Brandywine SPCA helps with Harvey relief

The Brandywine Valley SPCA in Georgetown adding to their list of adoptable pets Wednesday night, shipping in 11 dogs from Southeast Texas that were displaced from hurricane Harvey's destruction.

We brought you the story last weekend of how the BVSPCA brought in dozens from Louisana, but now, from the direct path of the historic storm. It's projected that thousands of dogs and cats have been displaced from shelters and homes, and now some of them are in our own backyard. With so much help already done, the BVSPCA isn't looking to stop, they're looking for room to help more.

"We're running an adoption special where were calling it our adopt one save two, where you're saving a life of an animal in our shelter, but allowing us to take in another animal from the area affected by the storm," says Walt Fenstermacher, Director of the BVSPCA.

So far, he says, they haven't had any issue finding these pets new homes, as, "social media has been great. Folks have been coming out to adopt, so really as more awareness is made around the storm and the dogs that are affected by it, the more space we've been able to have."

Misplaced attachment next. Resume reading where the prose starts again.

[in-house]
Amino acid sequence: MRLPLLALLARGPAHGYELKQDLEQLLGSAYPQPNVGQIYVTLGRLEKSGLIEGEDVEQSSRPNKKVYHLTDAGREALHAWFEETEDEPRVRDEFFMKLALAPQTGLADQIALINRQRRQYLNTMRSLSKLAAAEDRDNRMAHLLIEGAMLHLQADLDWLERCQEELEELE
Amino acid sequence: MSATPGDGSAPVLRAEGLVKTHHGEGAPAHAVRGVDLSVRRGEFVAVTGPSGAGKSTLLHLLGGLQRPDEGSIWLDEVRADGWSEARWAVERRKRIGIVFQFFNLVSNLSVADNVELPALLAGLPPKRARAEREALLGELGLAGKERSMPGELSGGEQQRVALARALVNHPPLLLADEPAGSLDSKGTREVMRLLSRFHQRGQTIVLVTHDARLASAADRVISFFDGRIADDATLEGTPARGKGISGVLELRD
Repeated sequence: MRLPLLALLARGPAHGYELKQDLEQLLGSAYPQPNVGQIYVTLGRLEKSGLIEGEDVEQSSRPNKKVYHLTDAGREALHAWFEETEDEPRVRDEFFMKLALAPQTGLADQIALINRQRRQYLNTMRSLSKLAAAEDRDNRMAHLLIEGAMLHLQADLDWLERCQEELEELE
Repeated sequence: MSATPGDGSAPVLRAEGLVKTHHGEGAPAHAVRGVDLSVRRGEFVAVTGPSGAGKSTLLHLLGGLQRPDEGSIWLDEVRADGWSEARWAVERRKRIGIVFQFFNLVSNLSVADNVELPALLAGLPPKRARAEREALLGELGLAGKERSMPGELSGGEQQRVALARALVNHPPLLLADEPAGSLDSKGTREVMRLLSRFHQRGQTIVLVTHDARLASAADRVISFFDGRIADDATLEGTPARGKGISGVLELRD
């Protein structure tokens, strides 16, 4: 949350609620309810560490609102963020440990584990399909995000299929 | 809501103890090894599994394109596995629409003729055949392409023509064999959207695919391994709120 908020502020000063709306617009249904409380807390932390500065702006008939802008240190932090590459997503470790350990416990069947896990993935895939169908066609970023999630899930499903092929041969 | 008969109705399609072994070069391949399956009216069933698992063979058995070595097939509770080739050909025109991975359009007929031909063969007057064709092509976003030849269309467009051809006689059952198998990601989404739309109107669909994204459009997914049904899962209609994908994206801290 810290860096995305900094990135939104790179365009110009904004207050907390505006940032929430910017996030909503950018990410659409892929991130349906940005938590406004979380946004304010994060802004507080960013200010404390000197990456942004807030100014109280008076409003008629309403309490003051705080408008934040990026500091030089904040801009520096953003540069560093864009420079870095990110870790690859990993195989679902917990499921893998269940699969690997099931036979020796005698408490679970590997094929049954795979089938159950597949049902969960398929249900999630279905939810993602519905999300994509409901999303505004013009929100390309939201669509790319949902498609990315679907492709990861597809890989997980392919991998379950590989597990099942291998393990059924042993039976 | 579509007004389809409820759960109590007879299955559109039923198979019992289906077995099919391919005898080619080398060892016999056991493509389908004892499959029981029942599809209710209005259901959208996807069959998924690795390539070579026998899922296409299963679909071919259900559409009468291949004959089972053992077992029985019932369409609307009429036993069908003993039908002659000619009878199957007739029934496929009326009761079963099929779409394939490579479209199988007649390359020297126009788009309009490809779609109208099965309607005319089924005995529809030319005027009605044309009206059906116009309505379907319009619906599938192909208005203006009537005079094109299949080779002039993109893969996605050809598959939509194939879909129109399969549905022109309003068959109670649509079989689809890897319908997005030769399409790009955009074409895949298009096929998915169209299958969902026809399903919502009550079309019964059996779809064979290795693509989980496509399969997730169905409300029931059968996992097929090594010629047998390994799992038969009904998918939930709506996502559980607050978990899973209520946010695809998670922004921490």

With Harvey gone, they've turned their efforts to the future. Hurricane Irma is barreling towards the United States, and they're expecting thousands more animals to be without a place to go. Fenstermacher says that they're ready for whatever comes their way, pet wise.

"As Irma continues to develop and if there are areas that are affected, when we have space and have the ability to, we definitely want to help those pets as well," he said.

He added they will have to wait until after Irma hits to make any final decisions on how they will help the affected area. In total, all of the Brandywine Valley SPCA campuses have taken in over 80 dogs affected by Harvey.

The BVSPCA is also sending 10 employees to Houston to help with a pop-up shelter, where they anticipate over 1,000 animals to visit in the next week. 47ABC was able to catch up with one oft he employees, Emma Fennelly, before she jetted off to Texas.

"Day to day is going to be a little bit crazy just to get going. Basically we're going to help with the animals that will be transported in that basically have nowhere else to go," she told us in a phone interview.

As a vet tech, she will primally be, "focusing on all the dogs and cats that are coming in– making sure that they are up to date on their vaccines, up to date on any medical attention that they might need and directing towards the vet if need be."

She added that they can be there from anywhere from one week to three weeks, and that they will stay in Houston as long as the city needs the help.

If you would like more information on how you can help, visit their website at

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